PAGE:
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No One You Know

By: Michelle Richmond
Reviewed by: Anita Garner
Delacorte Press, 2008
$23, Hardcover

Mobile native Michelle Richmond has already shown in her first three books that she can artfully cast a spell on readers, drawing them into her stories with subtleties of voice, style, nuance, and plot. From her prize-winning collection of short fiction (The Girl in the Fall-Away Dress) through her first two novels (Dream of the Blue Room and The Year of Fog), she has gained growth and maturity as a writer. Now with the latest novel No One You Know coming right on the heels of last year’s successful The Year of Fog, one might wonder if she has been able to sustain the pace. What Richmond has written is a perfectly paced novel that will appeal to many levels of readers.

The novel begins in Nicaragua where the narrator Ellie periodically is sent as a coffee buyer. Late one night as she is dining, Ellie has a chance encounter with the man accused of murdering her sister. Lila, the sister, had been a math genius at Stanford, the golden child. Her death shattered the dynamics of Ellie’s family, and for Ellie to run into the most likely suspect throws her into a quest to find out after all these years exactly what took place when Lila disappeared. Who was the unidentified person Lila had been seeing, and what light can Lila’s math notebook shed on this equation?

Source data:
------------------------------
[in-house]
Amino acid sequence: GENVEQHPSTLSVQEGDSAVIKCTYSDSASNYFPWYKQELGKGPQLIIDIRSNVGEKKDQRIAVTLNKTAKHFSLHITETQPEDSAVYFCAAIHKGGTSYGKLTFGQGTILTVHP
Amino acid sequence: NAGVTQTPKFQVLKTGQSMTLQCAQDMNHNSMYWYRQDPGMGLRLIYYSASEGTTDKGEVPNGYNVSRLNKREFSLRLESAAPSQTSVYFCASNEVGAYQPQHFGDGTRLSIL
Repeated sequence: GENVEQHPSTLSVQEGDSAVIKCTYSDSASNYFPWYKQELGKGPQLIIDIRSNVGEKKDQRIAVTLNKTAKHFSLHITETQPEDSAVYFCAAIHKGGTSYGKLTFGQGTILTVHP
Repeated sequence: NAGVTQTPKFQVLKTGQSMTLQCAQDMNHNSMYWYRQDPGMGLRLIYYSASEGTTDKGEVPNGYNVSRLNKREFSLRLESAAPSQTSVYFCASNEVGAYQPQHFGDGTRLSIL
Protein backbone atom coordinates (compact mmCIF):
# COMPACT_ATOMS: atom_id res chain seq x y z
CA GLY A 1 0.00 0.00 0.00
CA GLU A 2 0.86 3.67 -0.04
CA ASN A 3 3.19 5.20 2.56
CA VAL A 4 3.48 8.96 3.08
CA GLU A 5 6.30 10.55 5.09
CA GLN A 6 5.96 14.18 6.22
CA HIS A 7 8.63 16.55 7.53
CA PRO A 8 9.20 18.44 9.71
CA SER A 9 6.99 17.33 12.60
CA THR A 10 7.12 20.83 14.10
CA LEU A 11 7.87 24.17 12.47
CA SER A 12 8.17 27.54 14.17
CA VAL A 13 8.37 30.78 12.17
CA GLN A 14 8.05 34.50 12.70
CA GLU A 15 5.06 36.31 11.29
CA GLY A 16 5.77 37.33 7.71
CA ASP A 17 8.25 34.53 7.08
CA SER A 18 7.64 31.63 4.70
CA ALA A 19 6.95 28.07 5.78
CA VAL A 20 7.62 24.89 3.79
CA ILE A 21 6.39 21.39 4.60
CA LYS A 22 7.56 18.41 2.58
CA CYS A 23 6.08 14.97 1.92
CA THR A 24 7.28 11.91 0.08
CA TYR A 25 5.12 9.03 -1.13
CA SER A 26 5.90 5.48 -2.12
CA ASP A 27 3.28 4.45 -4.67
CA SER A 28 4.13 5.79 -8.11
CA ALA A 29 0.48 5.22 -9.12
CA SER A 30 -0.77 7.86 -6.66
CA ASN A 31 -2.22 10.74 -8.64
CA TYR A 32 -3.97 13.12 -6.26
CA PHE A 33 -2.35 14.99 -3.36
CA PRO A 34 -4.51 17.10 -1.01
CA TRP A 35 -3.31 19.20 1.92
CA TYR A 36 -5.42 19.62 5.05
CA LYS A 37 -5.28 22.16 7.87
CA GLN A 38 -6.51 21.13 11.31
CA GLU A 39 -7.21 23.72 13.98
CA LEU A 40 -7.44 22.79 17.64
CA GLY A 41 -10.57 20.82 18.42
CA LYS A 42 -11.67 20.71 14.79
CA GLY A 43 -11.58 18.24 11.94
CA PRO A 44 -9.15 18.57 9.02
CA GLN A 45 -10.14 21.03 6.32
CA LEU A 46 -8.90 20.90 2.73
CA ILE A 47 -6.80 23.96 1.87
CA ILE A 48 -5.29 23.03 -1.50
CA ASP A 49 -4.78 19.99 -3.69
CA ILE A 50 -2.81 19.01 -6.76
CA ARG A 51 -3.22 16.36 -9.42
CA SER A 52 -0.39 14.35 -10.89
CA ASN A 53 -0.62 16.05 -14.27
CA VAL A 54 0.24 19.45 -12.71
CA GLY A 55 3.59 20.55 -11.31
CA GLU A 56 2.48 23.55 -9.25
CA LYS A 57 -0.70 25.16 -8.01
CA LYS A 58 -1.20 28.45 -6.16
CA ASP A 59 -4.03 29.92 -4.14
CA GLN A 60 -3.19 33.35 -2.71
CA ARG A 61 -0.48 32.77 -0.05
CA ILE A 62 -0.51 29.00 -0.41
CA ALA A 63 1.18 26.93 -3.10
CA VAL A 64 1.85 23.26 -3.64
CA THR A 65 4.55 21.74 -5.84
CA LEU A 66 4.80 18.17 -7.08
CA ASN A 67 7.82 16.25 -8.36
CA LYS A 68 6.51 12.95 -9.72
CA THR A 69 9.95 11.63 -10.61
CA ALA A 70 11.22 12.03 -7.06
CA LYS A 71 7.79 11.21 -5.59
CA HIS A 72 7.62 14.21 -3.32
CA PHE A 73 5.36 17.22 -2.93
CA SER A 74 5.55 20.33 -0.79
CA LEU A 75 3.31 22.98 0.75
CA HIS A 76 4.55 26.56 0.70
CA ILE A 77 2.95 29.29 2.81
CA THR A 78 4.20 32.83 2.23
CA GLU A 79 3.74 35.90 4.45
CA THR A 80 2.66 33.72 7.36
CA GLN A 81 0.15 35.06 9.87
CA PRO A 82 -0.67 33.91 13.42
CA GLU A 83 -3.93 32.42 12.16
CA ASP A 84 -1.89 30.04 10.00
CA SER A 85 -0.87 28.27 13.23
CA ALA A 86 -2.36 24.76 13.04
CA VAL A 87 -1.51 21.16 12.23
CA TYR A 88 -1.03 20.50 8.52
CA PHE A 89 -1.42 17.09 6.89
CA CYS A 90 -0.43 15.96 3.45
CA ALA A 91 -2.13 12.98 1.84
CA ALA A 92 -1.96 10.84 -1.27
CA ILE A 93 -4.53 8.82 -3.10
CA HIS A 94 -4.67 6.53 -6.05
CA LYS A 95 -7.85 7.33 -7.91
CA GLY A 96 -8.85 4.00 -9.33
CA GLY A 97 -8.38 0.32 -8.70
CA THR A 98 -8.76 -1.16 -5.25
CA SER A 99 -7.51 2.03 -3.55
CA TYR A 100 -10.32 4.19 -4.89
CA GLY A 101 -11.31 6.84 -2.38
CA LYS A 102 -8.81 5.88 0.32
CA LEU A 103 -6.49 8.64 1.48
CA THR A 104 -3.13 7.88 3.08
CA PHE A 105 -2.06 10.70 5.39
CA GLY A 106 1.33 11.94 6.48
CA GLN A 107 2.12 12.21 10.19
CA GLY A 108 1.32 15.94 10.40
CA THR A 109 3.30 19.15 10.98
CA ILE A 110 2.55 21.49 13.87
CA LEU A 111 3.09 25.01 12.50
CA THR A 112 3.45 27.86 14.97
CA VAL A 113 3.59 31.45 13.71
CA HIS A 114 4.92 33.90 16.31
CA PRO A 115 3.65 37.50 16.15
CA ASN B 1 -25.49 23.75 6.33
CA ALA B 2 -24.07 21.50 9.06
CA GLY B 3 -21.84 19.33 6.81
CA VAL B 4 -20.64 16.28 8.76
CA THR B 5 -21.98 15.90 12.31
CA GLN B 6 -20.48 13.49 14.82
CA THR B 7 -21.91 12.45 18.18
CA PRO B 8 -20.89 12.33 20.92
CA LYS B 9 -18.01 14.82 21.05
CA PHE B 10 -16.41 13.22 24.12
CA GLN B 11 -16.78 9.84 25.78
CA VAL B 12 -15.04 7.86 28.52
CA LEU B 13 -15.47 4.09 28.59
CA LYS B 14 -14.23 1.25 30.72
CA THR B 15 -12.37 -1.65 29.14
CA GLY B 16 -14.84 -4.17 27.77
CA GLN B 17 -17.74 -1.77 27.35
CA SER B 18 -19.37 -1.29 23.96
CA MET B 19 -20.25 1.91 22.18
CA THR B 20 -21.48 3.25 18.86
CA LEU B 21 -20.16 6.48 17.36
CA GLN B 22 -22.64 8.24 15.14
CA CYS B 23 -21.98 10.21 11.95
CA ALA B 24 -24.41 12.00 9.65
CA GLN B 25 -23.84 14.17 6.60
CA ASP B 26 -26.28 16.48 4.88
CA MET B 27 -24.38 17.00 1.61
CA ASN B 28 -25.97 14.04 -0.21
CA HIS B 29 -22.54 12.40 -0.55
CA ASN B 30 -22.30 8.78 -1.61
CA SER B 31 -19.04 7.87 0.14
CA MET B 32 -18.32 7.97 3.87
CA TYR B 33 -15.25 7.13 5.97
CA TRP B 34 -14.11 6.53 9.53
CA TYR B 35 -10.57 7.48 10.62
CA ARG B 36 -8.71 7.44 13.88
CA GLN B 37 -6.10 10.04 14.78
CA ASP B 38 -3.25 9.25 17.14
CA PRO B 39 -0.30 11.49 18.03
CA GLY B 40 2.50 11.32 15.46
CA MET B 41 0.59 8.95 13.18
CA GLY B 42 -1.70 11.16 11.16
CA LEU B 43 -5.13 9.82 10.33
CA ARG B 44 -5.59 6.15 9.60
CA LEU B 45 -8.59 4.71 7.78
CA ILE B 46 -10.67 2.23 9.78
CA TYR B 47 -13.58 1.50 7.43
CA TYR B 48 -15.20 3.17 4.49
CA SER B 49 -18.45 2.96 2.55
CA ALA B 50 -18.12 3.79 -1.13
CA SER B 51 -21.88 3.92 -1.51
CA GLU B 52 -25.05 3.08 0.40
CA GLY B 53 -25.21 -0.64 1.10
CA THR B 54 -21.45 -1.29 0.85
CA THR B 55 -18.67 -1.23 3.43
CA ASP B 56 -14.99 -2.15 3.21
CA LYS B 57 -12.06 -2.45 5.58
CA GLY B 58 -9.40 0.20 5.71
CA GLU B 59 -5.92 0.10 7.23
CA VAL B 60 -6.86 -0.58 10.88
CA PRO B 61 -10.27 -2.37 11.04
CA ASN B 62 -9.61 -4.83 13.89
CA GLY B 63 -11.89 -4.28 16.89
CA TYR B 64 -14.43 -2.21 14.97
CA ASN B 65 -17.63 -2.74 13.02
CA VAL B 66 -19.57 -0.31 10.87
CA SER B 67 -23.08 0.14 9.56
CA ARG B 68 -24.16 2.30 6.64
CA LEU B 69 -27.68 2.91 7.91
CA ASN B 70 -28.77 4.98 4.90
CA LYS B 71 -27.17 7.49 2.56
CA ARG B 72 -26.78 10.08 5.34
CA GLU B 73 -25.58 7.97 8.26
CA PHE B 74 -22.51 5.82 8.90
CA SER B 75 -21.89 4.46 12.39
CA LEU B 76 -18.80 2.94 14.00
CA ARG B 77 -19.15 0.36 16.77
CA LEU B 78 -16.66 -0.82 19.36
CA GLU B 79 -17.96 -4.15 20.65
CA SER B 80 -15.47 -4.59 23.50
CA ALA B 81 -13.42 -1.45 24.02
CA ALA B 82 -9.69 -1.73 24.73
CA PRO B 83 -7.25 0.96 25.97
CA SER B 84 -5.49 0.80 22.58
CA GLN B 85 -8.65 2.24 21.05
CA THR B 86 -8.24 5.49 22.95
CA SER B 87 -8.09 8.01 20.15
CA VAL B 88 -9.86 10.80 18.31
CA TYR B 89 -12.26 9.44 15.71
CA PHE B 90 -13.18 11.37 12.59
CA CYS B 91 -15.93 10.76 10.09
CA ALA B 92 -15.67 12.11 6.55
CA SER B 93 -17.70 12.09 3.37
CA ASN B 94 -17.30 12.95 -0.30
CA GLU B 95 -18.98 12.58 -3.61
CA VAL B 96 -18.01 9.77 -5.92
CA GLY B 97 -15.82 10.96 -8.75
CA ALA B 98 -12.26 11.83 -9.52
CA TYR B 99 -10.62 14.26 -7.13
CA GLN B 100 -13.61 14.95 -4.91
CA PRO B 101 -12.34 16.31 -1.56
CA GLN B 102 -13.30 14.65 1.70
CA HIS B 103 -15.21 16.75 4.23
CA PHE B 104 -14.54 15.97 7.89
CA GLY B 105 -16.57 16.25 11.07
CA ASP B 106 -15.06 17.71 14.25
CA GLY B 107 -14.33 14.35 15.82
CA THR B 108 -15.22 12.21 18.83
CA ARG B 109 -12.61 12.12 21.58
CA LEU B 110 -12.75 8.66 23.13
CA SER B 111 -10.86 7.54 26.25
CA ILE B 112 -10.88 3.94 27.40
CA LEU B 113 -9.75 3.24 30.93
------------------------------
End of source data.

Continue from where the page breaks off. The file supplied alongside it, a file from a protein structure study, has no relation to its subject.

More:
What makes this plot more than just the average summer read is the characters, such as Ellie herself whose sensory levels and descriptions of coffee are in themselves ample reason to keep reading. And perhaps one of the most believable villains in quite a while—Andrew Thorpe, the Tuscaloosa native who is Ellie’s college English instructor and who plies Ellie with friendship after her sister’s murder in order to milk her for inside details so that he can exploit her family and write a best-selling book about the tragedy. Thorpe is the poster child for sleazy publishing ethics. The fact that he is still stalking Ellie and her family after all these years just adds to his creepiness and the novel’s suspense.

In short, this novel hits all the right buttons—incredible olfactory descriptions of coffee, a trustworthy narrator, great villain, suspenseful plot, fear of math. Until you have finished reading this book, guard it carefully. If you leave it lying around, someone will pick it up, start reading, and never put it down until the end.

Anita Garner writes and teaches creative writing in Florence.

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